Don’t Get Stranded: How Often to Change Fuel Filter

Don’t Get Stranded: How Often to Change Fuel Filter
This site contains affiliate links to products. We may receive a commission for purchases made through these links.

There are many contaminants in the air that might pose a risk to the fuel system. And this is why the fuel filter is a crucial part of the fuel system. It protects the fuel injectors and engine by screening the debris present in gasoline or diesel fuel.

The fuel filter serves as a barrier to the countless particles in the air.  If these impurities get to the engine, they can adversely affect the performance of your engine and cause severe problems like clogging the nozzles. Here we will take a look at how often to change fuel filter in your vehicle to ensure it runs smoothly and properly.

Where is the fuel filter located? 

The location of the fuel filter depends on the model of the car. The fuel filter of most car models is located between the fuel pump and the engine. Most modern vehicles have their fuel filters in the fuel tank. They usually have some fuel pump assemblies integrating the filter inside them.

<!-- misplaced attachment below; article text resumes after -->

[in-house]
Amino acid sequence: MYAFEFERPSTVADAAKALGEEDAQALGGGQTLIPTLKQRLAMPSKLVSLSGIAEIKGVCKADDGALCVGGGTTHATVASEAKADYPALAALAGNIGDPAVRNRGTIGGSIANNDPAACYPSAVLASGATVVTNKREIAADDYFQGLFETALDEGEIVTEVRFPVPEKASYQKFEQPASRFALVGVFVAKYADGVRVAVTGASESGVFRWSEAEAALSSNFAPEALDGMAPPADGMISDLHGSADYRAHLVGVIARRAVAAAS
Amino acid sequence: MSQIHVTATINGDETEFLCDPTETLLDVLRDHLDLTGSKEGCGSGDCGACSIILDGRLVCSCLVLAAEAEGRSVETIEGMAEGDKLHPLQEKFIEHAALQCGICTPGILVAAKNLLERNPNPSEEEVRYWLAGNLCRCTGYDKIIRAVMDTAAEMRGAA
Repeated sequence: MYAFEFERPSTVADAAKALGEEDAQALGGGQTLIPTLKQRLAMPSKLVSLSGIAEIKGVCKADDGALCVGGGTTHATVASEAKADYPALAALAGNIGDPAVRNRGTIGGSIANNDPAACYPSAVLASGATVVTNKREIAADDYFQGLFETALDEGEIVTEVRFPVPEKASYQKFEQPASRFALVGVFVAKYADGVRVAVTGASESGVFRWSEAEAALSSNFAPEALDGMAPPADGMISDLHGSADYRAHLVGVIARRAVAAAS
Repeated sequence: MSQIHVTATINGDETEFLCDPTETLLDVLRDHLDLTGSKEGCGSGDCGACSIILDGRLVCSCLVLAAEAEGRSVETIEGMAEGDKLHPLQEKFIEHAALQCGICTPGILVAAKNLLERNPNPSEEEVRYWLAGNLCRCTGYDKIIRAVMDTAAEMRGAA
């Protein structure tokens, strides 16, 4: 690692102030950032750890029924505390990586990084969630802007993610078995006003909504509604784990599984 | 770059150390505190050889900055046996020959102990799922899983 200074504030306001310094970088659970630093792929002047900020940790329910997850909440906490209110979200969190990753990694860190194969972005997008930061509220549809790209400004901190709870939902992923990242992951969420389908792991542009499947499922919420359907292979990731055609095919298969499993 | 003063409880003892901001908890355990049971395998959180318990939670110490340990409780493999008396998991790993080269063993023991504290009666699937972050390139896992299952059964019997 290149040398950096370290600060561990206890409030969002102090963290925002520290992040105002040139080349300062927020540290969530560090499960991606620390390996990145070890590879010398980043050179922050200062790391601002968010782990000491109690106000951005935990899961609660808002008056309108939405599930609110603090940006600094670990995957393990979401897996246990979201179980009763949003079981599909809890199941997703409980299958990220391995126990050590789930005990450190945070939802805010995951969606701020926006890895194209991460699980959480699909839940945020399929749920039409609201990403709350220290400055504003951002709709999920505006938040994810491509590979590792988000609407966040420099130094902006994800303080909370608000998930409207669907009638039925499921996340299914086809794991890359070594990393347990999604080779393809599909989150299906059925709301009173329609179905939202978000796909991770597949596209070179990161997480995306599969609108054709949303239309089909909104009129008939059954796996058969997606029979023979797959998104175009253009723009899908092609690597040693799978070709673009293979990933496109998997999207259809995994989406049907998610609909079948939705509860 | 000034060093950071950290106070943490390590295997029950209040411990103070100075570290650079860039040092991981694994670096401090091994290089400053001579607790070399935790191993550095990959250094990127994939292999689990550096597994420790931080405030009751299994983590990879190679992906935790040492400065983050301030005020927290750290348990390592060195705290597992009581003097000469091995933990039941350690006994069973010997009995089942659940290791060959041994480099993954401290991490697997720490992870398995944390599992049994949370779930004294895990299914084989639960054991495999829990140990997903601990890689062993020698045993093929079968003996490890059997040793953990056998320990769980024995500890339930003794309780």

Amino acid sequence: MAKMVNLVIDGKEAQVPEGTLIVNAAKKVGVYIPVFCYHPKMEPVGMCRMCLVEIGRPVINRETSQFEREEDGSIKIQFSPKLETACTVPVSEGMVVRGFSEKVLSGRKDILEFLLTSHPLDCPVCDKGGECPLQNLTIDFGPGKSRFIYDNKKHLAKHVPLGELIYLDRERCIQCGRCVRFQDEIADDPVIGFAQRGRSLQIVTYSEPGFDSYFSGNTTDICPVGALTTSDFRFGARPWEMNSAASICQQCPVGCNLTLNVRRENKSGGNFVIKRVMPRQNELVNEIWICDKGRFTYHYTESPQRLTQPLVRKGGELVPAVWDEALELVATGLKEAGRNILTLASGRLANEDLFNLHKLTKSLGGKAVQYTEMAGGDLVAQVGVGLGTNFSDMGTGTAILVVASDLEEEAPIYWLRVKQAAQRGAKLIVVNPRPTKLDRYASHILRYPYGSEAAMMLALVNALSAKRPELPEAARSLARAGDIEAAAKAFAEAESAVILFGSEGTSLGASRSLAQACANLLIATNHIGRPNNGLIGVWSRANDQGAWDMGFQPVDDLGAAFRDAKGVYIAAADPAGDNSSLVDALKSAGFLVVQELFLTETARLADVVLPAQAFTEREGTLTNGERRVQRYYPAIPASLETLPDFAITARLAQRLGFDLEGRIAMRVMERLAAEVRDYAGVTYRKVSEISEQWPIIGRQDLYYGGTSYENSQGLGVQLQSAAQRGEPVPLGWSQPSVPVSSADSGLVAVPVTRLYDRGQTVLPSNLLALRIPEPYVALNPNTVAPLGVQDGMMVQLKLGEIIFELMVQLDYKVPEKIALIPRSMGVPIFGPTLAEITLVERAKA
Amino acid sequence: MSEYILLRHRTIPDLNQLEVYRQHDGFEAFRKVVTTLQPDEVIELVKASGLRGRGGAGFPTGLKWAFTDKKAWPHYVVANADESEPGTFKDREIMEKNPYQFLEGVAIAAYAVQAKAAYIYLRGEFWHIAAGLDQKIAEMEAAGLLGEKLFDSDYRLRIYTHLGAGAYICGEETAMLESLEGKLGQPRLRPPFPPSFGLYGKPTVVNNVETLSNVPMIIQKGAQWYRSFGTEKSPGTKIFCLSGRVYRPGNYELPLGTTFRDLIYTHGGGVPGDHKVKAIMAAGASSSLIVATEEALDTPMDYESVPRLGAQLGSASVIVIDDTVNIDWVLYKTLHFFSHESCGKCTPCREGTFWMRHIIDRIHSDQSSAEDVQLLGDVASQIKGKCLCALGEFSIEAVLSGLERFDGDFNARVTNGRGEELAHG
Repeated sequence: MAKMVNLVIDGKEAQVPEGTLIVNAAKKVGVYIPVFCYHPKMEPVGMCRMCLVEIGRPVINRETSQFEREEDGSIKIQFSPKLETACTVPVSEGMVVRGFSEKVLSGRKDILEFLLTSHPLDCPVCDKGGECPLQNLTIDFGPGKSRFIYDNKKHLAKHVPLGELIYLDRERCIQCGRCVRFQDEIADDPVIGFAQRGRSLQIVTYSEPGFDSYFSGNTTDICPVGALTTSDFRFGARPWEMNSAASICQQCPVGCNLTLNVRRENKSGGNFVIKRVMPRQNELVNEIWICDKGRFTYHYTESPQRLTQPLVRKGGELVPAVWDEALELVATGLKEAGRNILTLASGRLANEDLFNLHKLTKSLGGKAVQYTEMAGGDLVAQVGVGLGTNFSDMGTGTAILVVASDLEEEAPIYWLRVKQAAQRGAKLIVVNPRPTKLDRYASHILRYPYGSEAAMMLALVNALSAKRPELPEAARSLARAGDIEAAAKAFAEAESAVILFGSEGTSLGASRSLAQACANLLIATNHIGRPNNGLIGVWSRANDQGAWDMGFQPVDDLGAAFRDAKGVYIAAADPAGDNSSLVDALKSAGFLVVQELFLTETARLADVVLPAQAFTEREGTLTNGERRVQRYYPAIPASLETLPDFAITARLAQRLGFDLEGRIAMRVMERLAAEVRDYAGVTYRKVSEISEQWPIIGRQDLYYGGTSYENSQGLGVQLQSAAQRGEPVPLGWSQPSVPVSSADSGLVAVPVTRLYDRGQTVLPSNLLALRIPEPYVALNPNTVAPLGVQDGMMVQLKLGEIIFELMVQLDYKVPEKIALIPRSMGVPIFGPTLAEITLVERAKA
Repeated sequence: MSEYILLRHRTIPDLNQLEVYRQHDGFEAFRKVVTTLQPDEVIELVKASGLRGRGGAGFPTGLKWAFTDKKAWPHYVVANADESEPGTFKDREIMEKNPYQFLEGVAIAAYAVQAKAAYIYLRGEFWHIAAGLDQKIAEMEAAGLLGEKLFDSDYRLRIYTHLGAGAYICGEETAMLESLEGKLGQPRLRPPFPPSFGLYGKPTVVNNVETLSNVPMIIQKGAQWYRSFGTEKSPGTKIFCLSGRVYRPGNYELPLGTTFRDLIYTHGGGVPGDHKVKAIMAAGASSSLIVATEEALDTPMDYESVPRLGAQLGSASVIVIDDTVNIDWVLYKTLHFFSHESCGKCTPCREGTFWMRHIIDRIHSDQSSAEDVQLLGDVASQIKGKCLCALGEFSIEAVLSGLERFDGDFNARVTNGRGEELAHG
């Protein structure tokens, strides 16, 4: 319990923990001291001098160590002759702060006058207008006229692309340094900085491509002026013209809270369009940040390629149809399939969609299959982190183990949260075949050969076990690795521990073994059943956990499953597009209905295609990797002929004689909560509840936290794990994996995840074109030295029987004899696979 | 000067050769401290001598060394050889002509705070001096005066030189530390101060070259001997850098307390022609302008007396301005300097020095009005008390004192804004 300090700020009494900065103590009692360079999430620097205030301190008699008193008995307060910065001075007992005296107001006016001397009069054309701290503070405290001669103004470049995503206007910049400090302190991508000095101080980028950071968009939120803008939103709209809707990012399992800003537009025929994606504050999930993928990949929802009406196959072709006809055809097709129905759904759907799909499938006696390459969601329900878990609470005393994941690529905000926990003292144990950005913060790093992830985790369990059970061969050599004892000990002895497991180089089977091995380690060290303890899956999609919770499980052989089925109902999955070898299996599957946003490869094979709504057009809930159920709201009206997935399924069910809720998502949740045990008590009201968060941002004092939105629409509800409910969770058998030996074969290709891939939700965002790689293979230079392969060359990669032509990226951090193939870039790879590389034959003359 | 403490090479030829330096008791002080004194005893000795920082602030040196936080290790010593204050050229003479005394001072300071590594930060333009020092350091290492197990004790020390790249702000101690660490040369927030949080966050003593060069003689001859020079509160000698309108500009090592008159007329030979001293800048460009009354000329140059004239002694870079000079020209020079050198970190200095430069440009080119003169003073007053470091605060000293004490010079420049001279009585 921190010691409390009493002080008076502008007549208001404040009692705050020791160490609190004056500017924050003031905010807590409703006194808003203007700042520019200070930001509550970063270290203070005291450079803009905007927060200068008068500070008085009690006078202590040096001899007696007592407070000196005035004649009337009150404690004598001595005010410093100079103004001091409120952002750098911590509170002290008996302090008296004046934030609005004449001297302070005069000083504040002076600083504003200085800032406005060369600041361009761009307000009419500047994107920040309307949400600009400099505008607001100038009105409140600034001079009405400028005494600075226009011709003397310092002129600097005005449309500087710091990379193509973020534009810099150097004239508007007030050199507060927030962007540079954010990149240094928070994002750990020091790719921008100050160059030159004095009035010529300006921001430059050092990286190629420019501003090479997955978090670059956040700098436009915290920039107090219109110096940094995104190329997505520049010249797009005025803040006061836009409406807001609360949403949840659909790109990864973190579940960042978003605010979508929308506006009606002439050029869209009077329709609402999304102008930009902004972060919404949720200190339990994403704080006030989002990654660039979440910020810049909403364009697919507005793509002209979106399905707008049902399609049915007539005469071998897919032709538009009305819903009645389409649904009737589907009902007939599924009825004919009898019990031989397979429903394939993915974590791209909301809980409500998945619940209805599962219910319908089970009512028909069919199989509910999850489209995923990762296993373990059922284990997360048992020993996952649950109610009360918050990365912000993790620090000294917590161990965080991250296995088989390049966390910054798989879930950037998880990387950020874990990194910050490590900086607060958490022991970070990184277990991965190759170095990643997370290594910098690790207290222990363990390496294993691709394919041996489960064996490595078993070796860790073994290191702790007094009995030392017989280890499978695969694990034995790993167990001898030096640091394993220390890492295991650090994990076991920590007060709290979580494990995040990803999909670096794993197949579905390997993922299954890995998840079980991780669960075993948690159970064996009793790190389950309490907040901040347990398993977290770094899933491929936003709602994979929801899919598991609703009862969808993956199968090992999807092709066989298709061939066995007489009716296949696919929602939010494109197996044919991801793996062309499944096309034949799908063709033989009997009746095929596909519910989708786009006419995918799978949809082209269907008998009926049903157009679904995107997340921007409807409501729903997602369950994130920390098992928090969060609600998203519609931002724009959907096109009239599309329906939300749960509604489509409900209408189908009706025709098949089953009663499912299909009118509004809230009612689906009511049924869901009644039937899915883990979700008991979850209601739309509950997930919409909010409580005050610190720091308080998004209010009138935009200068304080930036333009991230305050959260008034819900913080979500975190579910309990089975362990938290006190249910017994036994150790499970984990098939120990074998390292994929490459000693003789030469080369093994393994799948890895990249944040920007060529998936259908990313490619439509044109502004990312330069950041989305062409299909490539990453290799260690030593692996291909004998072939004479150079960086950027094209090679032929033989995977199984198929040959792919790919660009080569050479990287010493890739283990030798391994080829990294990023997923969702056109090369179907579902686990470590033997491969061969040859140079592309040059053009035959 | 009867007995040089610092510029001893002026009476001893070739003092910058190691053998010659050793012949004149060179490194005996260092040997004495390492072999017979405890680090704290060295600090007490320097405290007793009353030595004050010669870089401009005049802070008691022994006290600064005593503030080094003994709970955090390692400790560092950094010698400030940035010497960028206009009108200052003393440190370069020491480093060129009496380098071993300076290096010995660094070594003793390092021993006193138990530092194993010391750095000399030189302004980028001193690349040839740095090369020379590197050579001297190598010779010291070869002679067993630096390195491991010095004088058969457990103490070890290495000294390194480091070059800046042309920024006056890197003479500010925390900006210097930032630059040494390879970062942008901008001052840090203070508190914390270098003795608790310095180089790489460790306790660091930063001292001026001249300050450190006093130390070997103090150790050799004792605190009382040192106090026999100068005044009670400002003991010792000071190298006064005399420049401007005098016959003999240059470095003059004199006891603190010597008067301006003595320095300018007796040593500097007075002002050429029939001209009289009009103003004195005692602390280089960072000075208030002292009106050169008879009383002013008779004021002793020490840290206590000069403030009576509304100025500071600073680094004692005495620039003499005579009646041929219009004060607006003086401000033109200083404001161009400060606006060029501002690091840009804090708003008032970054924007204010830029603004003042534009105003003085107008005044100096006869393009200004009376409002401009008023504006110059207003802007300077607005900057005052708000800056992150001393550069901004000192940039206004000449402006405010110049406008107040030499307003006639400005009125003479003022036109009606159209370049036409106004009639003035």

Older vehicles have fuel filters underneath the body, connected to the fuel line. Some have their fuel filter in the engine bay, where it removes impurities just before the fuel enters the engine’s components.

The fuel filter location depends on the vehicle’s year of manufacture, make, model, and fuel system type. Regardless, locating your fuel filter is easy. You only need to follow the fuel supply line. If it does not lead you to the fuel filter, your filter is in the fuel tank.

Types of Fuel Filters

The type of fuel filter in a vehicle depends on the vehicle’s make, model, type of fuel system, and year of manufacture. Here are the types of fuel filters.

  1. Primary fuel filter. This filter is common in diesel systems. It is found on the fuel pump’s vacuum side. The primary fuel filters out most impurities and protects the pump from particles that may damage or wear out the pump.

Primary fuel filters are less restrictive. They precede secondary fuel filters, and they only filter relatively larger impurities.